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England v India

In praise of MS Dhoni, the Test batsman in England

Dhoni England
Aadya Sharma by Aadya Sharma
@Aadya_Wisden 4 minute read

The floundering fortunes of India’s current middle order make Aadya Sharma wonder if MS Dhoni, the Test cricketer, didn’t get enough credit for grinding his way to scores on challenging pitches in England.

A touring batsman in England invariably meets the daunting challenge of tightening up their technique to counter the seam and swing on offer. Some of the world’s very best have seen their egos and techniques dismantled by the moving Dukes cherry, with discussions often boiling down to how technically adept, or inept, a batsman is.

And so, when the touring Indian batsmen, currently visiting England, have been found wanting on occasion, experts have cracked open each technique and spelt out numerous reasons for their poor form. Someone’s head is not aligned, the trigger movement has changed, the back foot is not in place, et cetera, et cetera. It almost makes you wonder if unorthodoxy has any space to flourish in the UK.

While remembering such struggles, the mind goes back to when India possessed MS Dhoni in their middle order, a man whose batting career was built on nonconformism and ingenuity. Dhoni wasn’t close to being a Test great, but he had his own ways of making things work, including three fruitful tours of England where you would have expected conditions to split open his technique.

Often, the perception around Dhoni, the Test batsman, revolved around his sub-par performances abroad – when Rishabh Pant blasted centuries in both England and Australia, you were suddenly reminded that Dhoni never scored a century outside Asia in 39 Test outside of the continent.

It isn’t as commonly known, though, that Dhoni’s tally of eight fifty-plus scores in England is bettered only by Shivnarine Chanderpaul, Michael Clarke and Steve Smith when it comes to visiting middle-order batsmen (Nos. 4-7) this century. From his debut until his Test retirement, only three more batsmen (Clarke, Chanderpaul and Kumar Sangakkara) faced more deliveries in England than him.

Dhoni batted at No.6 and No.7 in 85 of his 114 Test innings – only three batsmen have scored more runs at a better average than him this century at No.7 (2,871 runs @ 30.54). The runs were hardly ever beautiful, but even with a somewhat ungainly approach, Dhoni provided India with muscle down the order.

In his very first Test in England, in 2007, Dhoni was immediately pressed into action, batting 159 deliveries for an unbeaten, fourth-innings 76 to secure a draw. The side had stumbled to 145-5 in their chase of 380, but Dhoni’s grit ensured that he batted with the tail (and five overs with the No.11) to push for the match-saving result.

Two Tests later, he scored a fine 92, but most of the applause went to the unlikely centurion of the innings – Anil Kumble. He ended the series – won India won 1-0 – with an average of 52.25, better than any of India’s top six.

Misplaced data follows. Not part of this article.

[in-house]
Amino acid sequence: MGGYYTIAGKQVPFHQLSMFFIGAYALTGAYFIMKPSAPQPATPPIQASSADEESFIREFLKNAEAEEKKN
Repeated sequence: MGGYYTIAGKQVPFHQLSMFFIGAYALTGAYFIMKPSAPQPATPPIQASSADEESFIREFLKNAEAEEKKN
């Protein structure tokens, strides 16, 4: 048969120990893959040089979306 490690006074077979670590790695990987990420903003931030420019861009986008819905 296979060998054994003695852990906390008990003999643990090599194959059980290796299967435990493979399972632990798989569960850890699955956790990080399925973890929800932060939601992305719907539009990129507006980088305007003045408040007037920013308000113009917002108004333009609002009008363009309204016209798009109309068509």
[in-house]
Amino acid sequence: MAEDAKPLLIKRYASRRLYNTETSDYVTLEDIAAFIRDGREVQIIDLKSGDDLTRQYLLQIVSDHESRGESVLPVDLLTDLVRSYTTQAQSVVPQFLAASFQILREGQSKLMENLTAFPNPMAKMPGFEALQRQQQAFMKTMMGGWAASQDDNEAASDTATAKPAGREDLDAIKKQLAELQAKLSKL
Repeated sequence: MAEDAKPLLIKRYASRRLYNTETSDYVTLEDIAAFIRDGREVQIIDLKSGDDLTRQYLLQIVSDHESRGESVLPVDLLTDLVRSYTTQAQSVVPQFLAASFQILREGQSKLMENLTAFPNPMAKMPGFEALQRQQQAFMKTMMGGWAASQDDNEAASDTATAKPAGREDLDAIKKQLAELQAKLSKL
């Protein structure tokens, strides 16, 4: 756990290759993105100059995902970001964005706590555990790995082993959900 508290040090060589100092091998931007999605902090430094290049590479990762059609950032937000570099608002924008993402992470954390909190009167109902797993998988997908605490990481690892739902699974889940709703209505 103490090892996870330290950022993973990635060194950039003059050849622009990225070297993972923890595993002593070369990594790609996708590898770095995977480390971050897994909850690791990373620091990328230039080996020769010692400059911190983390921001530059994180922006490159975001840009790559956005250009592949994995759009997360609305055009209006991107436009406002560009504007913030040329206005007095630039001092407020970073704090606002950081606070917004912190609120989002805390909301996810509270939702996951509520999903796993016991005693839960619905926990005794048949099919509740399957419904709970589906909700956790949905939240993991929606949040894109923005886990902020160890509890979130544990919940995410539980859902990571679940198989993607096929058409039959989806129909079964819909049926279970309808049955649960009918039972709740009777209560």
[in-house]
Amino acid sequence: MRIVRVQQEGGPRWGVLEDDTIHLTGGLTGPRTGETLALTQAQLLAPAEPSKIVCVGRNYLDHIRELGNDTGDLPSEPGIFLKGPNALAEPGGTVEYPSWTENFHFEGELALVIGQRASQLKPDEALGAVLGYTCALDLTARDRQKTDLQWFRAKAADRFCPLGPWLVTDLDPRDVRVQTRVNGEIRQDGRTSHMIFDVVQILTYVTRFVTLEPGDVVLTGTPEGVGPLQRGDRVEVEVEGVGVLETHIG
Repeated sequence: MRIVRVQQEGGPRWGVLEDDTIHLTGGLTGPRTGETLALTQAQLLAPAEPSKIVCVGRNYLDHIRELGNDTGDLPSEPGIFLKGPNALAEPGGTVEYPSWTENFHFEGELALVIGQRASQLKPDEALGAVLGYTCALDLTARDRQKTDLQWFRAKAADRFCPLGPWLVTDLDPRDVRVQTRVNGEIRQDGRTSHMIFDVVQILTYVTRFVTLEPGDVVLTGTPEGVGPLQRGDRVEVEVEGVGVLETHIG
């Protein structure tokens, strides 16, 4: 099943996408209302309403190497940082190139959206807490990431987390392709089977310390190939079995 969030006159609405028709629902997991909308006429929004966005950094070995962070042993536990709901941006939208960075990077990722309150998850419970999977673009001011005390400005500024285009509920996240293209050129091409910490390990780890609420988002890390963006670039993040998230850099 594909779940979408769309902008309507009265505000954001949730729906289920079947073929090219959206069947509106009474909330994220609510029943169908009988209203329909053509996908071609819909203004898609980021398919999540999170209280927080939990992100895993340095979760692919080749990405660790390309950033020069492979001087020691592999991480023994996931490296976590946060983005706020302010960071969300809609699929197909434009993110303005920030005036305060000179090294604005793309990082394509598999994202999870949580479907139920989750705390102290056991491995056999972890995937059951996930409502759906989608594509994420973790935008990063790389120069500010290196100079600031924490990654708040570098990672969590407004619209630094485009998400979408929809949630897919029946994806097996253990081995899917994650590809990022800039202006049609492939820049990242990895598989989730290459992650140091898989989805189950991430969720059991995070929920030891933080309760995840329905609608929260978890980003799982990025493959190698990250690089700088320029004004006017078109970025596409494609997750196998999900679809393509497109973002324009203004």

Four years later, Dhoni was in the eye of the storm when India’s tour of England turned from bad to worse with each passing Test. Amid the ruins, Dhoni stuck it out in the middle, using his malleable wrists and heavy bottom-handed approach to wriggle his way to two fifties in the Edgbaston Test, counter-attacking against the English attack after most of the top order had capitulated.

Then, on the 2014 tour, Dhoni ended as the side’s second-highest run-getter, behind only opener Murali Vijay. In the first Test, his 82 at No.6 helped carry on the momentum from Vijay’s century, and he scored three more fifties on the tour, ending with more runs than he every scored in any series (349), home or away. His innings in the fifth Test, at the Oval, was perhaps the best – he scored over 55 per cent of the team’s runs, helping them recover from 44-6 to 148 in the first innings, facing 140 balls for his valiant 82. In the previous Test at Manchester, he had played a similar role, walking in with India on 8-4, and carrying them to 152 with his 71 from No.6. That’s a lot of firefighting for one person.

MS Dhoni will always be remembered as a great white-ball cricketer, and his success in the one-day format stands out among the game’s very best. The Test format was never his, but he slogged his way through the rigour, sometimes literally. He helped India out of a hole on several occasions, battling testing spells in his own way at six or seven, never letting scathing criticism, unflattering statistics, or even his own lumbering style get in the way of the bigger goal. Dhoni’s Test legacy might forever be attached to his failures as captain in 2011/12, his scrappy averages in Australia and South Africa, and his centuryless streaks away from home, but it doesn’t take away his life-saving contributions from down the order in arduous situations. Now, when the Indian middle order crumbles to a string of collective failures in England, and can’t find ways to arrest collapses, India fans may wish they had someone like Dhoni to turn to, a cushion of hope down the order.

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